And here, formerly unknown public health doctors, more used to sitting in offices, came to the fore to give a daily score of the cases and deaths and to implore the populace to wash their hands and keep a distance from other people.
Talk of “social distancing” and hand washing abounded and yet, in New York City and London England, the subway systems, trains and buses continued operating. “Health care workers need to get to their jobs and anyway the number of trains has been reduced” was the logic – but this merely squeezed more passengers into fewer trains. Canada belatedly announced March 28 that passengers with symptoms would not be allowed to travel on public transport. No one said how this would be policed – a physical examination before boarding?
Meanwhile, some tried putting the disease into context. For example, we had 657 deaths mainly among young people in Alberta in 2018 from opioid and street fentanyl poisoning. There are 257,000 deaths from all causes each year in Canada, which in Alberta works out to roughly 50-60 per day – mainly the elderly.
“This is different, dad,” said my daughter, a dentist in London, Ontario, adding that a 30-something grocery clerk had just died of COVID-19 while going about his business. She’s right, but we don’t know how many of these deaths would have occurred anyway, either from something not mentioned due to privacy or from a condition not yet diagnosed.
Meanwhile, stock markets tanked as did sales of Corona beer. I felt shocked fascination watching the markets on my iPhone. “Wow CIBC is at $52 with a 7.2% dividend,” I announced to colleagues. “There’s no way they’ll go bankrupt.” I bought and watched the price demonstrate a dead cat bounce. But it was a sensible buy if you take a three to four year outlook … unless we’re on a path like the Japanese stock market which hasn’t recovered from the plunge in 1989. But hey, that’s because they over-stimulated the economy in the 90s and now at 250% have the highest debt to GDP ratio in the G7 and the populace is into unenlightened thrift and saving, Couldn’t happen here, could it, because Mr. Morneau says our economy is fiscally solid with only a moderate national gross (federal plus provincial) debt to GDP ratio of 89.7% in 2018. So we can borrow, no problem.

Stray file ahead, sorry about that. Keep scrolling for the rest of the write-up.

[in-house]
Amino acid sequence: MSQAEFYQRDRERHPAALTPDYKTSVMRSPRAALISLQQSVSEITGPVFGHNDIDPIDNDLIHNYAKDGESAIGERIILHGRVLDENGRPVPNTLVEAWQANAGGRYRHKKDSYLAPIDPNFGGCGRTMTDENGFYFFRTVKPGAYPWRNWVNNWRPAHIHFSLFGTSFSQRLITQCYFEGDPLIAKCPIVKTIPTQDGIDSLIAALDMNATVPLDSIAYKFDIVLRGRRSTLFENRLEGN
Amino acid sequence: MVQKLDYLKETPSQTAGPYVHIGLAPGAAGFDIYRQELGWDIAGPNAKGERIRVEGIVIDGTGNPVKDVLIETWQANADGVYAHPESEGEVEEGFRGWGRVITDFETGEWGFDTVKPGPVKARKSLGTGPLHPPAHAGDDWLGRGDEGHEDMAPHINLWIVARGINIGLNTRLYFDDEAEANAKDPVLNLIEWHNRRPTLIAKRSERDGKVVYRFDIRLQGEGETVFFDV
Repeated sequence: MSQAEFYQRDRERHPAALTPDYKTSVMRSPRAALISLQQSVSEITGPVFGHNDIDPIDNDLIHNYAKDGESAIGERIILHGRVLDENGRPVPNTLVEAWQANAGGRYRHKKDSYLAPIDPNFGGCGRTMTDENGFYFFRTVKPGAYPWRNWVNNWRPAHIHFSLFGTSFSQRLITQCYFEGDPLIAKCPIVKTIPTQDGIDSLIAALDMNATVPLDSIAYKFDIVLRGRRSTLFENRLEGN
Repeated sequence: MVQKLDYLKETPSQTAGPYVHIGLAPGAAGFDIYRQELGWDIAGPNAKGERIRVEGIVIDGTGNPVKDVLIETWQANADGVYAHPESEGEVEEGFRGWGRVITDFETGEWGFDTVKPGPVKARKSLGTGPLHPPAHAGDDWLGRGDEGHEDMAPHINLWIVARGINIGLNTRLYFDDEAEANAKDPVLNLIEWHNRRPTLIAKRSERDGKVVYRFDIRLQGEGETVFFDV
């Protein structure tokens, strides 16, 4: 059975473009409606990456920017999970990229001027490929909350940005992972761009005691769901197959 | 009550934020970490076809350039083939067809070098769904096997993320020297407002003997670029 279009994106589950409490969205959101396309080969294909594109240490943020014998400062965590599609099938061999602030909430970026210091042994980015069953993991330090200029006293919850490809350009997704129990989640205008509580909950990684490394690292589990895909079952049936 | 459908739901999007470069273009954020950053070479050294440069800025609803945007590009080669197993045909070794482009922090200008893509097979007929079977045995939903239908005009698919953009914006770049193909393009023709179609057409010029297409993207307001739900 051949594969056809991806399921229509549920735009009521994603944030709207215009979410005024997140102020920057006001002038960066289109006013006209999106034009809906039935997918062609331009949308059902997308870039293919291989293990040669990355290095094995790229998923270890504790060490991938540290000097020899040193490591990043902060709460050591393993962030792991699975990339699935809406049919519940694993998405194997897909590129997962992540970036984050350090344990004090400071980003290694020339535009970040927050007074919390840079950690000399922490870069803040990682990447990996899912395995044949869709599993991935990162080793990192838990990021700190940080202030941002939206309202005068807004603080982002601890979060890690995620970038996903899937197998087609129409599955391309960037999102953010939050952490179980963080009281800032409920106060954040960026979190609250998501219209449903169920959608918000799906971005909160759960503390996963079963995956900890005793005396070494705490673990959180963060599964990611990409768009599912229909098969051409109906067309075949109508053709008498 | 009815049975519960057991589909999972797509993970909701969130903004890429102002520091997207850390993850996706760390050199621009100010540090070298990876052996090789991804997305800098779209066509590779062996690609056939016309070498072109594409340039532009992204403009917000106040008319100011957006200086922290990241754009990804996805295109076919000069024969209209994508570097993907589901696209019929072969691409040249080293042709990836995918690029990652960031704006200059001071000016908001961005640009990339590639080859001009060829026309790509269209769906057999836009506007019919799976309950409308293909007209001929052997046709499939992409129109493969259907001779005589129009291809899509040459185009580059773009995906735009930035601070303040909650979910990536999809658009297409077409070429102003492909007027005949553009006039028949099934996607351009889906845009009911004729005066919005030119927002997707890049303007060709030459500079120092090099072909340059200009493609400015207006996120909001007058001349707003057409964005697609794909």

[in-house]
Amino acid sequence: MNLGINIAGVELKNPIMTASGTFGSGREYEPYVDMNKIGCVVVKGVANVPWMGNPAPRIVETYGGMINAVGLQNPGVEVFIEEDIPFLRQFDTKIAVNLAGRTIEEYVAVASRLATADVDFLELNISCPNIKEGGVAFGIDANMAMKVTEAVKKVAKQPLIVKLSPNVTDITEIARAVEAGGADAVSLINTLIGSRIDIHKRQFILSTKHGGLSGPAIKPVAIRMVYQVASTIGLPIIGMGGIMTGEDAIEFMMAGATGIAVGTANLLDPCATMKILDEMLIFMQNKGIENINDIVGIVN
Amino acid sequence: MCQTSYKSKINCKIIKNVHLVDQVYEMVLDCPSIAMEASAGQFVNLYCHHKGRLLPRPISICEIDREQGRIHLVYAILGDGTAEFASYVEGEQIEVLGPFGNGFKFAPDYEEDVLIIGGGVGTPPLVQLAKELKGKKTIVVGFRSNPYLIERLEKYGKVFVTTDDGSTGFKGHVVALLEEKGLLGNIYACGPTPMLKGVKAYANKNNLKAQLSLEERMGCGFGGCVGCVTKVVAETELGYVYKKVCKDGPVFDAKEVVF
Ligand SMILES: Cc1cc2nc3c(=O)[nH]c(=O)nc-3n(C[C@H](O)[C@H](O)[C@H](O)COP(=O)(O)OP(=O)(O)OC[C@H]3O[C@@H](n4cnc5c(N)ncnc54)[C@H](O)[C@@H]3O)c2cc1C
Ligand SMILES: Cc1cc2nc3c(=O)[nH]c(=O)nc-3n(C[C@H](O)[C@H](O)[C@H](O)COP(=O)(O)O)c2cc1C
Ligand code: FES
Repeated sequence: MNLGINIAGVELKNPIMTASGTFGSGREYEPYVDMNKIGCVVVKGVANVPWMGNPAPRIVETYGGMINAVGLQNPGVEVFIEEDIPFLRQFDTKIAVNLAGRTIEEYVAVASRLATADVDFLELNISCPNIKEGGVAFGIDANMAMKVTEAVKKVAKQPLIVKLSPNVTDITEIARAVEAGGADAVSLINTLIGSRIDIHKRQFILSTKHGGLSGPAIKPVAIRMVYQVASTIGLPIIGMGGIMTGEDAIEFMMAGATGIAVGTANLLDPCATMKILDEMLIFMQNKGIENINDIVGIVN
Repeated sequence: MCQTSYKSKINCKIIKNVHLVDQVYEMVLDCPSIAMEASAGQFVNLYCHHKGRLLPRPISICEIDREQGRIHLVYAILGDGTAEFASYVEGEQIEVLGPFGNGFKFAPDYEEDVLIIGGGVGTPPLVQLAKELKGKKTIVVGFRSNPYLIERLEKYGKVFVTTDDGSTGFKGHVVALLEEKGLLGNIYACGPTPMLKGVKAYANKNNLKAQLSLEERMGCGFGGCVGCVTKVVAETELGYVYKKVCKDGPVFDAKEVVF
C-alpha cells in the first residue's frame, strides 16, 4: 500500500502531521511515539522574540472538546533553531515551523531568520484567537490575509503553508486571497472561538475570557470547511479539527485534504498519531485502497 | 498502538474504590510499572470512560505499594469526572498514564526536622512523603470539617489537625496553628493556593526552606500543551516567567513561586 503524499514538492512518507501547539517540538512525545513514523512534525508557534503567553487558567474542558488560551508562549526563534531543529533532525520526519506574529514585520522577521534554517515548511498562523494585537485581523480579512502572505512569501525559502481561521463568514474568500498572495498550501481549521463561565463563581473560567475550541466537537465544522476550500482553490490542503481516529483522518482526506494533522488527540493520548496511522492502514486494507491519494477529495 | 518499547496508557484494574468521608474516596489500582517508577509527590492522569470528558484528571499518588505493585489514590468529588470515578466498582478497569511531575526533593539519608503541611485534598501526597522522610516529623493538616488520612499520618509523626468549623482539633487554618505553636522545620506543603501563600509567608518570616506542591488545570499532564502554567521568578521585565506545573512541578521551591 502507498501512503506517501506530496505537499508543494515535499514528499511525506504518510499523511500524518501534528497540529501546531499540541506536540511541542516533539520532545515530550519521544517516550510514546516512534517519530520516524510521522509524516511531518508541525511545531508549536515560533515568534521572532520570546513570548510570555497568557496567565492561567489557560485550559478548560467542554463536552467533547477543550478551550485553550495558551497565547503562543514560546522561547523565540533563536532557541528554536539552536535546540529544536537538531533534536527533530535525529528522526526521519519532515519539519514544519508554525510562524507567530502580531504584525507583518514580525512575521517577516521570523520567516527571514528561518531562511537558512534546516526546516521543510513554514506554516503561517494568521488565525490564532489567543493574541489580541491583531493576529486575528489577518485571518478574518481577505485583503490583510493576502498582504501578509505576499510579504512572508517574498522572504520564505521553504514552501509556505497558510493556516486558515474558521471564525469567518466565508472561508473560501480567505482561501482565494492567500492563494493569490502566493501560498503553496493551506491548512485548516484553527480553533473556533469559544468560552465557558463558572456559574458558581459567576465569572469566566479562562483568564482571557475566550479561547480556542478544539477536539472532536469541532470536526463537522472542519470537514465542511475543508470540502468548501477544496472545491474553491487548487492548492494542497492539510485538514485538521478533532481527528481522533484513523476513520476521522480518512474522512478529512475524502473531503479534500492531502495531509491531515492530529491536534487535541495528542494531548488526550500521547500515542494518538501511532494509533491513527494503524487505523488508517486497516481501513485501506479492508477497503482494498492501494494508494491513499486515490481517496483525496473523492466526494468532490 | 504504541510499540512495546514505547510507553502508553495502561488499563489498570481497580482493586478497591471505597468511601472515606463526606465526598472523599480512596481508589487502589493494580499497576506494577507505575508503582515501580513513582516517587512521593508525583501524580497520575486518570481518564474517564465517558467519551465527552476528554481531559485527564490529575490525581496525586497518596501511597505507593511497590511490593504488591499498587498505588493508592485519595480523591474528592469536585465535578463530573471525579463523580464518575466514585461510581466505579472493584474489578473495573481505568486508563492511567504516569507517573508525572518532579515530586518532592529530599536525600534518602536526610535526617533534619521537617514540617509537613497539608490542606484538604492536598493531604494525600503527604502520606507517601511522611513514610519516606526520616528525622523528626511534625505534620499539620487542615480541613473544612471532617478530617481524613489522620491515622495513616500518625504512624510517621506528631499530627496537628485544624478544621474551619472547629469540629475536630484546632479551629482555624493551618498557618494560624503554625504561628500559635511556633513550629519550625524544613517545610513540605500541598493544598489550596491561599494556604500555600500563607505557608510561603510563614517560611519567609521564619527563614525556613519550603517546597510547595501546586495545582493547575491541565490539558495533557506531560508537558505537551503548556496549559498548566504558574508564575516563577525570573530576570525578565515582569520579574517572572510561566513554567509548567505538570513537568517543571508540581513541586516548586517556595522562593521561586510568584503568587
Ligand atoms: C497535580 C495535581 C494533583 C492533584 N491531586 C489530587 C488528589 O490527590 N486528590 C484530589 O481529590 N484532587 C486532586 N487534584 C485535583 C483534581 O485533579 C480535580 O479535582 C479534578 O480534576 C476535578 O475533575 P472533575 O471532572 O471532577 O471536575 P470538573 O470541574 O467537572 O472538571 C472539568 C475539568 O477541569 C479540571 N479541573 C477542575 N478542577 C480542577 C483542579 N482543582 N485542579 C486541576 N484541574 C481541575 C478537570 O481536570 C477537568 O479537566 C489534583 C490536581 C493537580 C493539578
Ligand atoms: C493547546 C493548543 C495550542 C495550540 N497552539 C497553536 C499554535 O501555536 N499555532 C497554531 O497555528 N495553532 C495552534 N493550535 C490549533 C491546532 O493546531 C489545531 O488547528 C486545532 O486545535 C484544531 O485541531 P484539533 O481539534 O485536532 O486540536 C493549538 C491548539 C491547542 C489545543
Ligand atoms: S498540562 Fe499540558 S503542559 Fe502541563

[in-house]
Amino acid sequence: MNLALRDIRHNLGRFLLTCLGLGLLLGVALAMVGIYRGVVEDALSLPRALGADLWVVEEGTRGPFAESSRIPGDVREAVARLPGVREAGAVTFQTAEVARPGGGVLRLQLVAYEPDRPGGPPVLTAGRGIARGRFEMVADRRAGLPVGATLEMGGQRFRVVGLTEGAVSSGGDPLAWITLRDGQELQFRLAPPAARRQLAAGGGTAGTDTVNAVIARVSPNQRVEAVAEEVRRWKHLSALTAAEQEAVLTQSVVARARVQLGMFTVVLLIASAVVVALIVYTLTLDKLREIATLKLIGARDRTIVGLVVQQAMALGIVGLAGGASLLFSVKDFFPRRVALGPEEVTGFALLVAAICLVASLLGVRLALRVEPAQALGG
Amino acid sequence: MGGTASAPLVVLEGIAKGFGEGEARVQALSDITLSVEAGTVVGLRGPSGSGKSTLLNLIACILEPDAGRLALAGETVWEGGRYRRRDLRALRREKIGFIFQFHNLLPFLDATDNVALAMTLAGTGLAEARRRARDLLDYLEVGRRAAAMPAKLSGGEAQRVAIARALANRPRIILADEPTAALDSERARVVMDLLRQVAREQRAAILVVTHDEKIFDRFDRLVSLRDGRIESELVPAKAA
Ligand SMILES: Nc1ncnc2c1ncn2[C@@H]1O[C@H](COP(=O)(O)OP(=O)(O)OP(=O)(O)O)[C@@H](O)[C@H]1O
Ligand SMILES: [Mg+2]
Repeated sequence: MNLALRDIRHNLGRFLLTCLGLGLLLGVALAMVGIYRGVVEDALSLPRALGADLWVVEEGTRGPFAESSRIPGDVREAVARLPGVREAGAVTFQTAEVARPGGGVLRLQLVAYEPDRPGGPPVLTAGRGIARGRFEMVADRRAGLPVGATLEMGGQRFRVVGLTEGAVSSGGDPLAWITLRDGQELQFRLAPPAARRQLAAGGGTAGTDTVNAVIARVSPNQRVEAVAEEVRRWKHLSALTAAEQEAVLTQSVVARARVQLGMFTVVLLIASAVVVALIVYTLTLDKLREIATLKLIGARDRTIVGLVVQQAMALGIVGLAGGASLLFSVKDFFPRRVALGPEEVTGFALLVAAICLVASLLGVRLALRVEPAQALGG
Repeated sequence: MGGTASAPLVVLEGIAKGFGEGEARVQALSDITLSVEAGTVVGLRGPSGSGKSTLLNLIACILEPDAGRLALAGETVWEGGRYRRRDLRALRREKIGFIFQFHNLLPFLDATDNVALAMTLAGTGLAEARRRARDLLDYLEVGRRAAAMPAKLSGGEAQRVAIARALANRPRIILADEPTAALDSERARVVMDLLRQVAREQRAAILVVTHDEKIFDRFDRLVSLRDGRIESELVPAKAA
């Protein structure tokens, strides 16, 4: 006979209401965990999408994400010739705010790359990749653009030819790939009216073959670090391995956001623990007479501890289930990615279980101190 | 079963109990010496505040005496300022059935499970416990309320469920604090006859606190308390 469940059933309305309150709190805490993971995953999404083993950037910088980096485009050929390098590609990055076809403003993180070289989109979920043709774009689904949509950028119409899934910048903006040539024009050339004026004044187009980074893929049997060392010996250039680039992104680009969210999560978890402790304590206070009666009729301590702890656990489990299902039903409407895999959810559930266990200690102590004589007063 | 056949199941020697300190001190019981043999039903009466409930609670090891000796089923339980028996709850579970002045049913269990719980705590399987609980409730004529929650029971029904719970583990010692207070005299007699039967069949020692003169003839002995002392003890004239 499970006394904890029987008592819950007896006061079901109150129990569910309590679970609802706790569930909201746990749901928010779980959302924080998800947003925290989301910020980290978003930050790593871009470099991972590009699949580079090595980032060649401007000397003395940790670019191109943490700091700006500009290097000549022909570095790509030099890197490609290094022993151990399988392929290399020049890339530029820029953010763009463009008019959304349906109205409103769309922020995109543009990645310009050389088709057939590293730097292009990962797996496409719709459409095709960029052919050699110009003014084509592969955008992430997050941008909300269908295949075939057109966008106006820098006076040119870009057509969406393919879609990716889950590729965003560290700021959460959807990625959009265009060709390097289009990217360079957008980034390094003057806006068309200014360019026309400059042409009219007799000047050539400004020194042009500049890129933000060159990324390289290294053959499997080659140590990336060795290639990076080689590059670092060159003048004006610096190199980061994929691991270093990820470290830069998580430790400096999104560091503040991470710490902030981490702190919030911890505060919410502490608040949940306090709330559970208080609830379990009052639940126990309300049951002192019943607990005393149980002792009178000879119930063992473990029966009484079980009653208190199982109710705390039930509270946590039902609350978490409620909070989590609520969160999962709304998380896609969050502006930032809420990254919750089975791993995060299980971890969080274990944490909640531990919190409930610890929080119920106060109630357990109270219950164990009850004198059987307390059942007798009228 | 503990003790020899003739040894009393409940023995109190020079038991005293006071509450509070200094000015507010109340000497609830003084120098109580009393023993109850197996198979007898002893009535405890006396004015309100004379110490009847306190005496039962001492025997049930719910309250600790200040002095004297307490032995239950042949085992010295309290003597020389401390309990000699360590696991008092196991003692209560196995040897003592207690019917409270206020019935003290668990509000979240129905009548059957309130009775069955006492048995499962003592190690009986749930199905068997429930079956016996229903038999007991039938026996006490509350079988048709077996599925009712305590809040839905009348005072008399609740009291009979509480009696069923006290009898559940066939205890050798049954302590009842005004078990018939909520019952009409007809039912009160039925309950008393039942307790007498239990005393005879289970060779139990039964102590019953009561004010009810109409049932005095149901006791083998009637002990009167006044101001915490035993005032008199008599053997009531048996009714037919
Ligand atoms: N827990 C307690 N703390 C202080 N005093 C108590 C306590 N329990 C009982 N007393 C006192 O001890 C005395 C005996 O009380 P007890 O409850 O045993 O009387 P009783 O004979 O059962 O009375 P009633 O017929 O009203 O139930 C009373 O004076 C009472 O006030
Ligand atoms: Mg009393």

Restaurants, bars and clubs closed, putting those in the service industry out of work. Then followed sports amenities. I’d been enjoying spring in Nanaimo where in mid-March the daffodils were blooming and played golf on a lovely afternoon with an old friend, Alan. The pro shop was closed but you could book a round at the Nanaimo golf club, the only rejoinder was: “golfers should not use the bunker rakes due to possible contamination.” Ha-ha we cried … we can manage without rakes. But the next day the club closed the course, never mind the subways still running in New York City.
Regimes differed in different countries. Sweden closed down very little: schools remained open, as were restaurants and bars. South Korea, Singapore and Taiwan took an early “test everybody” approach identifying those requiring isolation and reducing spread in the epidemic’s early phase.
In Canada we’ve had the daily Trudeau morning show where the prime minister’s drama training has finally paid off. We were slow imposing restrictions on travel. Ottawa snickered when Trump imposed a travel ban on airlines flying from COVID-19 hotspots before imposing that ourselves. And our too late banning of travellers with symptoms from using public transport (with no plan for monitoring) while everyone keeps six to eight feet from each other, is inconsistent.
Our AHS medical officers of health have done a good job with statements of daily facts, practical advice and efforts on containing hot spots like seniors’ residencies.
Not so, the ministry of health, I fear.
“Come down and sit in the dust, O virgin daughter of Babylon … therefore evil shall come of thee…and desolation shall come upon thee suddenly…” Isaiah 47: verses 1 and 11.